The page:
Wednesday, May 11, 2011
The most inventive facet of Eternal Sonata is its unique premise. You learn very early in the game that the entire scenario is actually taking place in a deathbed dream of one the characters in your party, Frederic Chopin. This scenario would certainly allow for an interesting story involving plot elements related to dreams or music, and this is why I played the game in the first place. But the premise never seems to be taken advantage of in any significant way. All of the characters and settings are named after musical terms, but nothing about the events that occur represent any meaningful relationship to the major elements. That is to say that if you were to rename everyone in the game, there would be nothing that implies musicality. I would not say that the plot is bad: it is easily on par with—and perhaps exceeding in some places—any standard, linear Japanese RPG. It just seems like somewhat of a missed opportunity to explore new ground in the genre.
Eternal Sonata’s premise is aided by interludes that occur between its 8 chapters. Each of these features pictures of historical settings and biographical anecdotes about the real-life Frederic Chopin set to a related piece of his music. Personally, I found these parts to be really enjoyable, but sadly they bring the pace of the game to a screeching halt. I couldn’t resist the urge to skip some of these segments when they broke up the flow of the last few chapters of the game.
One of my minor complaints with Eternal Sonata centers on the characters in the game. At its beginning, it was easy for me to deal with the fact that a party full of naïve anime tropes would stupidly set out on a journey to try and peaceably convince an evil king to stop being evil. They were silly and fun and quite acceptable. But toward the end of the game, their propensity to engage in unrealistically casual conversations in the face of certain death just started to un-suspend my suspension of disbelief.
I’ve written before that a role-playing game lives or dies by its battle system, and I must say that the battle system in Eternal Sonata was implemented very, very well. At the beginning of the game, battles consist of a given amount of time per turn in which a player can move about the field and attack as you see fit. But at several intervals during the game, your party level will increase. As this happens, your party gains some new tactical bonus (such as the ability to counterattack), but in return some additional restriction is added to the battle system itself (such as decreased tactical time for planning attacks). This element of the game is much easier observed than explained, but its benefits are twofold. First, the gradual addition of strategic options makes it much easier for a player to grasp the varied possibilities of the battle system. Secondarily, the battle system stays fresh and interesting as you progress through the game.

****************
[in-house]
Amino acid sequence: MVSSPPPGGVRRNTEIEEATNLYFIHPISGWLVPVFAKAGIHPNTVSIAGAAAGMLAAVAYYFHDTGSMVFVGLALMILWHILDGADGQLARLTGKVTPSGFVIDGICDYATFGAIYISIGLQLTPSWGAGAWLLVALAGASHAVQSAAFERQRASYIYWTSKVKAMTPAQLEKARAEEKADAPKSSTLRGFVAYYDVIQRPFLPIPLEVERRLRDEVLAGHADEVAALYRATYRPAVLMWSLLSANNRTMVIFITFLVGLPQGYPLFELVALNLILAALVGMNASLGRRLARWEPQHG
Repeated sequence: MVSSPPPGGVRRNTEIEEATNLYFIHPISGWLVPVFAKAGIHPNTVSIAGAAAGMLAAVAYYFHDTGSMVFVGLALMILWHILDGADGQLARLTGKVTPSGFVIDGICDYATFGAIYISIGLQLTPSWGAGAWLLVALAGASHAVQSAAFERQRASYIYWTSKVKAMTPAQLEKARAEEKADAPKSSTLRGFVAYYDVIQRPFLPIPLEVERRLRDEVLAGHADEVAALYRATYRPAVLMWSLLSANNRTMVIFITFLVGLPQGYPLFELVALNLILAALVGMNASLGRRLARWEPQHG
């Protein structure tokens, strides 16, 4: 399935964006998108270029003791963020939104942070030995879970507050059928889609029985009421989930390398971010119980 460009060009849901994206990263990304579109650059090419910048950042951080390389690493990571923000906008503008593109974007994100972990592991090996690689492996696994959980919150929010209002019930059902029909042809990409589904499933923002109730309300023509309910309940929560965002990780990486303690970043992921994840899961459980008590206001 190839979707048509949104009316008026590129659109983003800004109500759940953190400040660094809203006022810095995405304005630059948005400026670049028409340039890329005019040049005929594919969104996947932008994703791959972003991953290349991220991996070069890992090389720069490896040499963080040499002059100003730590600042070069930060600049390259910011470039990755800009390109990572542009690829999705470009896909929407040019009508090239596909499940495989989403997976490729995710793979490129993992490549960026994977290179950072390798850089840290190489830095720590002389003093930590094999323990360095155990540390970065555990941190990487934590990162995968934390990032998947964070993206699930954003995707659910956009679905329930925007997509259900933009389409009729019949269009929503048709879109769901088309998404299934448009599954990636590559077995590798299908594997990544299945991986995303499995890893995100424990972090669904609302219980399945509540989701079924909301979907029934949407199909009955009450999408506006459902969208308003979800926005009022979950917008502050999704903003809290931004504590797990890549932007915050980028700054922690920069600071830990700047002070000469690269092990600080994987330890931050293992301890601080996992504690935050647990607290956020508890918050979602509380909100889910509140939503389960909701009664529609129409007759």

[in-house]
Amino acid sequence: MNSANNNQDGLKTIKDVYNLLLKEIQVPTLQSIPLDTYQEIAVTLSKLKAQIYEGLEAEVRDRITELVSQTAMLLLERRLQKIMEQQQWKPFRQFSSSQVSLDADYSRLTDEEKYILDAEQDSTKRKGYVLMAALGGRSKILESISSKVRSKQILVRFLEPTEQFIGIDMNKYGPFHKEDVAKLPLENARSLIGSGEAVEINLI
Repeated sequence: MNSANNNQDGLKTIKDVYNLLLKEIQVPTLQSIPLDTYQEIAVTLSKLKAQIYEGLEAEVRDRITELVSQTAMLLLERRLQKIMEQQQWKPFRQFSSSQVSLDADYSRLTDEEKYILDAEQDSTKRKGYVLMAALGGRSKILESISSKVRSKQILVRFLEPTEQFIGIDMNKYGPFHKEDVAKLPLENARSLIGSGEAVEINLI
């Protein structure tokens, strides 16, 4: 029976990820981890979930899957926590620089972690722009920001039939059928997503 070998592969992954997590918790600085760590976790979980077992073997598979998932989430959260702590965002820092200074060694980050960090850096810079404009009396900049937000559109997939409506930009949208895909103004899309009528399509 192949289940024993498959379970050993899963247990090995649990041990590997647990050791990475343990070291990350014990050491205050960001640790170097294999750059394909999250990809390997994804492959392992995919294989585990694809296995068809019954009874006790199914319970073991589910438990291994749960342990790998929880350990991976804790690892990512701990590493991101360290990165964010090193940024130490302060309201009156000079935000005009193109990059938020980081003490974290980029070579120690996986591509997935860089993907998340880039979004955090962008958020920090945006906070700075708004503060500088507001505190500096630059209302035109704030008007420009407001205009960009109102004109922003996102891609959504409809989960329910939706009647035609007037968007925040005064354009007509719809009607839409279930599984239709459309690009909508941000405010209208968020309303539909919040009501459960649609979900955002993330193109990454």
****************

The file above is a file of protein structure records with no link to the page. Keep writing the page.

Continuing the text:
In my opinion, Eternal Sonata offers an exceedingly decent experience. Although the game is expertly crafted in nearly every way, something about it left me a little underwhelmed. My best guess is that the generic characters and slow-paced portions of the plot created a formidable one-two punch that knocked the wind out of the game in the last part of the middle sections. Yet the excellence of the game as a whole warrants some attention. Whether or not it’s 30-hours of attention is up to you.
(screenshots pilfered from IGN)